Obama and the Solid South

Solid South.

Solid South.

Andrew Sullivan made a post comparing states leaning strongly McCain and states that seceded during the Civil War, there’s a lot of overlap between the two.  This comparison was around for the 2004 and 2000 elections as well, with similar results, GOP red states often being the same states that chose slavery over the union in 1861.

With 4-5 days of waffling left, and an increasingly likely Obama presidency, the question becomes why the Southern Strategy that worked for Reagan and Bush began to fall apart for McCain.  One explanation could be some kind of demographic shift over the last 4 years that saw key GOP constituencies becoming relatively smaller, or it could be a simple economic trend – “it’s the economy stupid” seems to be the winning theme of this election.

Or it could be a framing issue, where Obama successfully bucked the ‘egghead-elite-big-government liberal’ tag that made Democrats so unpopular in the South, partially by pinning McCain as a more extreme out-of-touch elitist (with 7 houses and 13 cars), and tying him back to Georgey.  Either way, Obama may not have broken the solid-south, but he did enough of an end-run around it to take another path to the Presidency (we think).

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One response to “Obama and the Solid South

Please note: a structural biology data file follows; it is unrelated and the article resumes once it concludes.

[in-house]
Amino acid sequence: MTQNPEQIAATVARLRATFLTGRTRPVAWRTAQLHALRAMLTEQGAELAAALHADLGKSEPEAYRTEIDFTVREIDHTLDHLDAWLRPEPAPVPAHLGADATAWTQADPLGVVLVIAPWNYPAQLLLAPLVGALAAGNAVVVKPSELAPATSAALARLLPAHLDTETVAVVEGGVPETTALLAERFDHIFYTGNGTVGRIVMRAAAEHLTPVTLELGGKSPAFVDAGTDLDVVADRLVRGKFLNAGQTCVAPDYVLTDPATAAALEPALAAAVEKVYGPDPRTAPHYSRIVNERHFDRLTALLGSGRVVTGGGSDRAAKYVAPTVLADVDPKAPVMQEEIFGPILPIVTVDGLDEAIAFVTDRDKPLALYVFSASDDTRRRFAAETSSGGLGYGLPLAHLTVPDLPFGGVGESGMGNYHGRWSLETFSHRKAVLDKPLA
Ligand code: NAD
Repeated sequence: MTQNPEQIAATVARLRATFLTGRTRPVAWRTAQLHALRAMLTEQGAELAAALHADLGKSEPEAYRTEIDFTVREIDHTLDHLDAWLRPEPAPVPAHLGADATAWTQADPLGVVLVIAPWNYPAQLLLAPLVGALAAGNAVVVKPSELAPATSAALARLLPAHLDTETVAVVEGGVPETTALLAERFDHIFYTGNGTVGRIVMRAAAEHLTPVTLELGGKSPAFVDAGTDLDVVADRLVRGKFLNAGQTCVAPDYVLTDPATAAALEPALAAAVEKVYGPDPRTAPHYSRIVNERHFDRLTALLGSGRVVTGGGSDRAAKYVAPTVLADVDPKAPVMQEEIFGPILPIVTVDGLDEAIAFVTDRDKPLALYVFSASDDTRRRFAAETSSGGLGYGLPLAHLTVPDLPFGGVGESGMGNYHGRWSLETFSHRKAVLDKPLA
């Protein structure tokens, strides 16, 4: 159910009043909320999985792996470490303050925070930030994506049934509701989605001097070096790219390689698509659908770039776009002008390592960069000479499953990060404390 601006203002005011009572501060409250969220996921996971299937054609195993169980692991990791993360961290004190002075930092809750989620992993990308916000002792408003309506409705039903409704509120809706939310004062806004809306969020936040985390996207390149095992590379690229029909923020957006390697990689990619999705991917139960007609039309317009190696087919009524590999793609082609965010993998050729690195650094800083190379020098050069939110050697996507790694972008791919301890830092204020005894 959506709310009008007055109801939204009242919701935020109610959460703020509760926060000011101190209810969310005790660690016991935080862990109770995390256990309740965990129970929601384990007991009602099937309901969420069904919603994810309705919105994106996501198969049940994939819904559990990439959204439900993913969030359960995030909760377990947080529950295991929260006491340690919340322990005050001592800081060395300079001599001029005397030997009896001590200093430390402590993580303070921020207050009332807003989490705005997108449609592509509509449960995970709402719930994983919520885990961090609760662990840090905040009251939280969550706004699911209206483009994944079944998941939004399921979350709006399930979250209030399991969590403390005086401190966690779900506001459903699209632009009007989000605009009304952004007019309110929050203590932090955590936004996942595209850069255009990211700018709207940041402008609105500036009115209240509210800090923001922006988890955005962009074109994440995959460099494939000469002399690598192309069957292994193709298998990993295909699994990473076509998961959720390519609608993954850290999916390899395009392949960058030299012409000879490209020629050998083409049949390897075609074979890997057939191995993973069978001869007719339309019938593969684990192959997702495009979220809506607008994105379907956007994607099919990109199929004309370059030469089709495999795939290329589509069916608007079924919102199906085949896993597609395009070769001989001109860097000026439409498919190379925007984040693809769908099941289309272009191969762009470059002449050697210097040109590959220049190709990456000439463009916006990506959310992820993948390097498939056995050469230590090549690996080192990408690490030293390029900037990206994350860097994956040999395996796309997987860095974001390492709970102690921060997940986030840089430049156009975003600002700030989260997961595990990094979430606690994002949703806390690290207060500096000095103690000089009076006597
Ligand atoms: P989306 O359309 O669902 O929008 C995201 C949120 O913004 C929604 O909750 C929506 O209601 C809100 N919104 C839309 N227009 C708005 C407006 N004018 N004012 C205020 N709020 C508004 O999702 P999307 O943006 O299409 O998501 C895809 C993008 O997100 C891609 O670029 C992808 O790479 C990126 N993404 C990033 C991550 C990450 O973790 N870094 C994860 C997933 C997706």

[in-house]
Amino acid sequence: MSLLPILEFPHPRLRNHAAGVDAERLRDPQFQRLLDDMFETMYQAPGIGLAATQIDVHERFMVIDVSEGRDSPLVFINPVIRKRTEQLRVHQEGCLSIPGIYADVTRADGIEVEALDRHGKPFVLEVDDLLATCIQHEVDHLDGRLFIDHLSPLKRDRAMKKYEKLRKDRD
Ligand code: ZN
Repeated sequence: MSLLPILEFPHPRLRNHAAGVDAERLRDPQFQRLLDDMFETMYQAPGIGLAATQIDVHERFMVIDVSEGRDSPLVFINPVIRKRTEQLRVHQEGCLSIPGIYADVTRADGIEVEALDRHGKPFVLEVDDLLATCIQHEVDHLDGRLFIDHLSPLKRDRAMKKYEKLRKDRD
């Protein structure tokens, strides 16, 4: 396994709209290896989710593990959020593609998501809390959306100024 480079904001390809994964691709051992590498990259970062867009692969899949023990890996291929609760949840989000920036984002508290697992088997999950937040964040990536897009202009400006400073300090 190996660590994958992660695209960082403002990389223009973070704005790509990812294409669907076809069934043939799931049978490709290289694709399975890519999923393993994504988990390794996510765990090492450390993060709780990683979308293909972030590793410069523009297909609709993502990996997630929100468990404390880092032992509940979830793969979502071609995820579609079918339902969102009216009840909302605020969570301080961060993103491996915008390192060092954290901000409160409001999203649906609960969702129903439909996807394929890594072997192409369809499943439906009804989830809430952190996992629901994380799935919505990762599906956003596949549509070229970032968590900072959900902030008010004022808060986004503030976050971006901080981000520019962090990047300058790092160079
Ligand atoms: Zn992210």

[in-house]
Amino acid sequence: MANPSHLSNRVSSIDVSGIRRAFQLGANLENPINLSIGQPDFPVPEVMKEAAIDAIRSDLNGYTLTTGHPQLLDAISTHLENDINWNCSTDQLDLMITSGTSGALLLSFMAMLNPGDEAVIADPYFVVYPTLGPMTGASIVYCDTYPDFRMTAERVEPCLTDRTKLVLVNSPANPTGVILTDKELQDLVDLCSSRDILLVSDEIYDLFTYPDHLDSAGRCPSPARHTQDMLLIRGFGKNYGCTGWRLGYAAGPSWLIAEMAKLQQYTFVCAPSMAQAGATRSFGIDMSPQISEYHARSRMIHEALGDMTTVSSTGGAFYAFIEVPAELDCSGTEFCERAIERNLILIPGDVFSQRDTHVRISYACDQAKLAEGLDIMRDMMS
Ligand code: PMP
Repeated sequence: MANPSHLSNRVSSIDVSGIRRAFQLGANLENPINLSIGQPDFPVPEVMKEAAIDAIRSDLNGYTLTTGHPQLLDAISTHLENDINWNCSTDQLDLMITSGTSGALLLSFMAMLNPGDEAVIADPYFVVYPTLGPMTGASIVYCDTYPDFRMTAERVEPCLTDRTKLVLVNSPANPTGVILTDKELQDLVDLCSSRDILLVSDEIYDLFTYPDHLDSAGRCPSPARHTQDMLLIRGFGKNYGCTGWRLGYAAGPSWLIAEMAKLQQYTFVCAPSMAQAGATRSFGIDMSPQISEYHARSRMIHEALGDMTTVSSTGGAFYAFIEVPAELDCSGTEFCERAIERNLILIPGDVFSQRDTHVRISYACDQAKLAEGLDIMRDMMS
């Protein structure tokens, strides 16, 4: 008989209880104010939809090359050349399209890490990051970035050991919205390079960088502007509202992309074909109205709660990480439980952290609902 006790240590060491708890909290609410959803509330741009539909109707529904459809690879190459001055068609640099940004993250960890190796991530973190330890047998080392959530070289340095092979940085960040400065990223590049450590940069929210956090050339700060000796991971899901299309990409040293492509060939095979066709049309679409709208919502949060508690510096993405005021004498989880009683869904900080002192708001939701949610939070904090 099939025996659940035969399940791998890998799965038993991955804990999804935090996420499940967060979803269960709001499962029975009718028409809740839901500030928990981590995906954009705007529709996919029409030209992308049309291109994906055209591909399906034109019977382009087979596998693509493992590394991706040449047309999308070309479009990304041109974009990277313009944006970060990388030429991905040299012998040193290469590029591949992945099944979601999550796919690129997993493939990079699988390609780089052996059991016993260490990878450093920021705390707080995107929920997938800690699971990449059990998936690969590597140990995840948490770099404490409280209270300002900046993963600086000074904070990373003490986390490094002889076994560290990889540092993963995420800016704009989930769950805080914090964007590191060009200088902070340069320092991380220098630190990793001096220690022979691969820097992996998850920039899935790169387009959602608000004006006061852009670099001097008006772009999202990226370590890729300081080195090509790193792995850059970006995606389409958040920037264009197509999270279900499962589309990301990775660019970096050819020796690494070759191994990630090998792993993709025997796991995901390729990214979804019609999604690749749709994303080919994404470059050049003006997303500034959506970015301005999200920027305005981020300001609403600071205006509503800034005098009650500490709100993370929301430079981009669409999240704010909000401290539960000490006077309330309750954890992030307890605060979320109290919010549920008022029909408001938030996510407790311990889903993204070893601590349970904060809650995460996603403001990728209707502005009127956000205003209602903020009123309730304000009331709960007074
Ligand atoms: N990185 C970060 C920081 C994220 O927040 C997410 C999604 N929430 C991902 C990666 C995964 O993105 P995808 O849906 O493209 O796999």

1. Interesting take on the referenced comparisons between these two, historical elections. How do voter’s frame their opinions for the candidates, besides based on demographic influences?
    It’s great to see bloggers keeping their attention on the important issues, like the economy, as we approach next week’s election. It is, without a doubt, an important and complex issue facing our country right now.

    Here at Public Agenda we’ve put together an informative, non-partisan guide that focuses on the facts and the plethora of perspectives surrounding the economic debate in America. Be sure to check it out at http://publicagenda.org/citizen/electionguides/economy and feel free to contact us with any questions. The federal deficit clock is at $10.3 trillion, and is still ticking – learn more about taxes, spending and the national debt by also visiting http://publicagenda.org/citizen/electionguides/taxesdebt.

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